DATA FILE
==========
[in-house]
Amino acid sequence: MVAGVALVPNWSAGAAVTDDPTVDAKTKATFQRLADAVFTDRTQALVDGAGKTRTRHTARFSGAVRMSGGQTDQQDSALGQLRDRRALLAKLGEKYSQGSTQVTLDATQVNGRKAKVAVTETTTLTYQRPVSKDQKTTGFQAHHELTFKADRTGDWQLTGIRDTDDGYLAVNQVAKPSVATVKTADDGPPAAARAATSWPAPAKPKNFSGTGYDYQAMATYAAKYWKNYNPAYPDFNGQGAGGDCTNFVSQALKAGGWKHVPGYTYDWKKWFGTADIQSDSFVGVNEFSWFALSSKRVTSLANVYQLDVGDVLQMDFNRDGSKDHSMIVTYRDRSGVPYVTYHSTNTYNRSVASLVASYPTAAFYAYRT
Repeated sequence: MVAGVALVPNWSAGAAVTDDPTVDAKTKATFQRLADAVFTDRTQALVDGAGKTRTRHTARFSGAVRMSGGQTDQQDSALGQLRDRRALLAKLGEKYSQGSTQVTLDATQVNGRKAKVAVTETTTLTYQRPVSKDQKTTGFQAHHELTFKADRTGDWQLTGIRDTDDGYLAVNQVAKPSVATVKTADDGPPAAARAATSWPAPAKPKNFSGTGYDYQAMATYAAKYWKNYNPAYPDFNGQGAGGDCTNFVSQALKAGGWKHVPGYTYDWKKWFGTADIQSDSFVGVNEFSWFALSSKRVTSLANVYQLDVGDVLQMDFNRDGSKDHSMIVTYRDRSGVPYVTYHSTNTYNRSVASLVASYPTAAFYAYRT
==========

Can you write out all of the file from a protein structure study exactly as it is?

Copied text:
[in-house]
Amino acid sequence: MVAGVALVPNWSAGAAVTDDPTVDAKTKATFQRLADAVFTDRTQALVDGAGKTRTRHTARFSGAVRMSGGQTDQQDSALGQLRDRRALLAKLGEKYSQGSTQVTLDATQVNGRKAKVAVTETTTLTYQRPVSKDQKTTGFQAHHELTFKADRTGDWQLTGIRDTDDGYLAVNQVAKPSVATVKTADDGPPAAARAATSWPAPAKPKNFSGTGYDYQAMATYAAKYWKNYNPAYPDFNGQGAGGDCTNFVSQALKAGGWKHVPGYTYDWKKWFGTADIQSDSFVGVNEFSWFALSSKRVTSLANVYQLDVGDVLQMDFNRDGSKDHSMIVTYRDRSGVPYVTYHSTNTYNRSVASLVASYPTAAFYAYRT
Repeated sequence: MVAGVALVPNWSAGAAVTDDPTVDAKTKATFQRLADAVFTDRTQALVDGAGKTRTRHTARFSGAVRMSGGQTDQQDSALGQLRDRRALLAKLGEKYSQGSTQVTLDATQVNGRKAKVAVTETTTLTYQRPVSKDQKTTGFQAHHELTFKADRTGDWQLTGIRDTDDGYLAVNQVAKPSVATVKTADDGPPAAARAATSWPAPAKPKNFSGTGYDYQAMATYAAKYWKNYNPAYPDFNGQGAGGDCTNFVSQALKAGGWKHVPGYTYDWKKWFGTADIQSDSFVGVNEFSWFALSSKRVTSLANVYQLDVGDVLQMDFNRDGSKDHSMIVTYRDRSGVPYVTYHSTNTYNRSVASLVASYPTAAFYAYRT